Is it companies' over-reliance on technology that is hurting your employment chances or something deeper?
The population of the United States is more than 300 million. The available workforce is about half that and the official unemployment is about 9 percent of that. But some estimates put the actual unemployed at closer 20 percent.
These are the numbers behind the headlines, which also say things are opening up. The electronics industry has surged in the last year; executives I talked to this week said hiring is definitely picking up to match internal demand.
But you and I know many engineers who are still looking for work, two years after the Great Recession. So what’s the problem? Why aren’t engineers getting hired? We explored these and other questions on a panel this week at the IEEE APEC (Applied Power Electronics Conference) event in Ft. Worth, Texas.
It was a great group, featuring Ruth Glover of Career Consultations in Plano, Texas; Gail Houston a senior recruiter with Intuit and Charles “Charlie” Brown, a Silicon Valley recruiter who specializes in power technologies for Fusion 408.
“If companies say their No. 1 business concern is finding, attracting and retaining the right talent in their organizations, then why does it seem more difficult to get hired these days?” asked our moderator, Kevin Parmenter of Exar.
Parmenter teed everything up for our panel (view from podium before the panel, pictured below) with an amusing but edgy slam of any corporate hiring site run by Taleo, a software company based in the Bay Area. These sites, he argued, ask for a resume and then require the user to fill out page after page of information that essentially mirrors the resume. Once you’re done, the resume vanishes into a black hole and the odds of getting a call based on that submission are virtually nil.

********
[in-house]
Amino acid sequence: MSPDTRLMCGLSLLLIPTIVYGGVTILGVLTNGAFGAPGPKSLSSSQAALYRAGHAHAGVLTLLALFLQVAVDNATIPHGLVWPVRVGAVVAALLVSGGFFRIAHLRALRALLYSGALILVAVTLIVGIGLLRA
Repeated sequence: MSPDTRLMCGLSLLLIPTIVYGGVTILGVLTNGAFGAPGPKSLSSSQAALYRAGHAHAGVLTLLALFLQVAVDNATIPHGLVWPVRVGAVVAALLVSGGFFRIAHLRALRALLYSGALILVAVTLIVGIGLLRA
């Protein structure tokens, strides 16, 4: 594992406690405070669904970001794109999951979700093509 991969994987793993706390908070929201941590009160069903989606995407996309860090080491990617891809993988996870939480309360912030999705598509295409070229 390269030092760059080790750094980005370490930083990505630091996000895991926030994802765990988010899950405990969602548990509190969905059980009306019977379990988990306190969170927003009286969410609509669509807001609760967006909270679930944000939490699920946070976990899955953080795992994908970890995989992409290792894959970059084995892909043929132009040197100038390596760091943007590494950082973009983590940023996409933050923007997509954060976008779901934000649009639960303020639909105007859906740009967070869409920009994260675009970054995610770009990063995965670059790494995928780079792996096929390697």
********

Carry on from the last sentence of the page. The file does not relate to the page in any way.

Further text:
My take is that we’ve become a tool- and analytics-obsessed culture at a point where we’re just beginning to know how to use the tool and understand (and leverage) analytics. Still, hiring managers can defend recruitment campaigns by showing raw numbers of applications, status, message threads and so on.
In any event, the platforms are required for legal reasons. “We have to have a trail of information ready when you sue us,” Houston quipped.
The notion of nurture
We agreed that the age-old guidelines of nurture your network and stay nimble hold steady today. “You must be a continual learner,” Houston said.
Glover, who wrote a fine book titled “More than a Pay Check,” which I will review in a future post, noted that more than 60 percent of new hires come from referrals. This was reflected in the reaction we got when I asked the audience how many people had never used a recruiter in their careers but instead had relied on their networks for jobs. A majority of hands shot into the air.
We want to build this panel into a series of webinars on the topic. I’d love your insights and stories about recruiting (both third party and corporate) to help us craft an excellent series.
What do you think? What were your best experiences? What were your worst experiences? And why do we know so many colleagues who have had a hard time finding a job?
I'll follow up with related posts from this panel in the coming days.